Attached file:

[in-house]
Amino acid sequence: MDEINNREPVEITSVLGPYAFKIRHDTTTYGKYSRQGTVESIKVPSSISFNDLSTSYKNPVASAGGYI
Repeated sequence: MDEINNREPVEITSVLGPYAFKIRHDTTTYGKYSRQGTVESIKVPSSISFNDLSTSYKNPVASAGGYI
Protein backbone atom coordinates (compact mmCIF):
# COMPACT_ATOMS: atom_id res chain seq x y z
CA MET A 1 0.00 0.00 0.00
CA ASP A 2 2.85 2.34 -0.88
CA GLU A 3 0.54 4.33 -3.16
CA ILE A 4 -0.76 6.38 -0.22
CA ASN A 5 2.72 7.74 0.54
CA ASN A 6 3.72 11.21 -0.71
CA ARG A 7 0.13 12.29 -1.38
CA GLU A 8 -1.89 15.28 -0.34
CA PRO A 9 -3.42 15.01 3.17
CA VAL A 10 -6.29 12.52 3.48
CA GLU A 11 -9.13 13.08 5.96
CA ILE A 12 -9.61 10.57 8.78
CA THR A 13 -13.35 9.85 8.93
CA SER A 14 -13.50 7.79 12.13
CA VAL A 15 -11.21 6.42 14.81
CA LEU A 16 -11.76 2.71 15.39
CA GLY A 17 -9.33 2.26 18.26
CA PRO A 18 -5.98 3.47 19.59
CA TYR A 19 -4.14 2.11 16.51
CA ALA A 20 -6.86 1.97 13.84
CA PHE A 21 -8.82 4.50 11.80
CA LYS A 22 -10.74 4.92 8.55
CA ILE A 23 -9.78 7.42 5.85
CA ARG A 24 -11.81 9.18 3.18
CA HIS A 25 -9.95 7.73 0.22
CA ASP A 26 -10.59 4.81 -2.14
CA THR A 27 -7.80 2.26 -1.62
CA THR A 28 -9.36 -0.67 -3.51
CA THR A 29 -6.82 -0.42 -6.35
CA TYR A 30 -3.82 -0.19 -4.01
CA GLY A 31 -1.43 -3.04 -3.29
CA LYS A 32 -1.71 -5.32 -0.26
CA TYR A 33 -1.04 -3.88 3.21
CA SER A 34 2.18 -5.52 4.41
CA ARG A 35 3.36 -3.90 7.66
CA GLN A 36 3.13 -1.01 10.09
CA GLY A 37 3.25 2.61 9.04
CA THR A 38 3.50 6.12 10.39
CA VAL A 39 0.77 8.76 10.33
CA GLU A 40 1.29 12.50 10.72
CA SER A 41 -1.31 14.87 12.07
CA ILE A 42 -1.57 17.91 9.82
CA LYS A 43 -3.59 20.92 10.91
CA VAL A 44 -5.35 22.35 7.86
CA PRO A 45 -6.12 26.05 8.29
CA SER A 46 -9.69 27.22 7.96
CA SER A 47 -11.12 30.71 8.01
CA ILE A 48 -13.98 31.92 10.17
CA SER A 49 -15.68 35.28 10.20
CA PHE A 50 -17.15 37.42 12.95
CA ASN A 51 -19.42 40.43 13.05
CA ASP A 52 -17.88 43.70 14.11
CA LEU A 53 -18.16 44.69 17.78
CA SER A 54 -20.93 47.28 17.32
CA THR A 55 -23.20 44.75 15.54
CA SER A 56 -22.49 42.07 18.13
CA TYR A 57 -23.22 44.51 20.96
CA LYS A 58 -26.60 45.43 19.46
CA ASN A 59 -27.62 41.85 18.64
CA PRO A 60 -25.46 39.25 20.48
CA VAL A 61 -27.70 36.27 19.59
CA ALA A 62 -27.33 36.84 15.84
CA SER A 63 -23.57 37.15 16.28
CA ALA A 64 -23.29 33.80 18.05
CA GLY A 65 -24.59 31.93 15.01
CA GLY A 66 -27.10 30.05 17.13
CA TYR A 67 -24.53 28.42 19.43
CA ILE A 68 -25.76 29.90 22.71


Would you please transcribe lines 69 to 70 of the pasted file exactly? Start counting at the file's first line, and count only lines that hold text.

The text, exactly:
CA ALA A 64 -23.29 33.80 18.05
CA GLY A 65 -24.59 31.93 15.01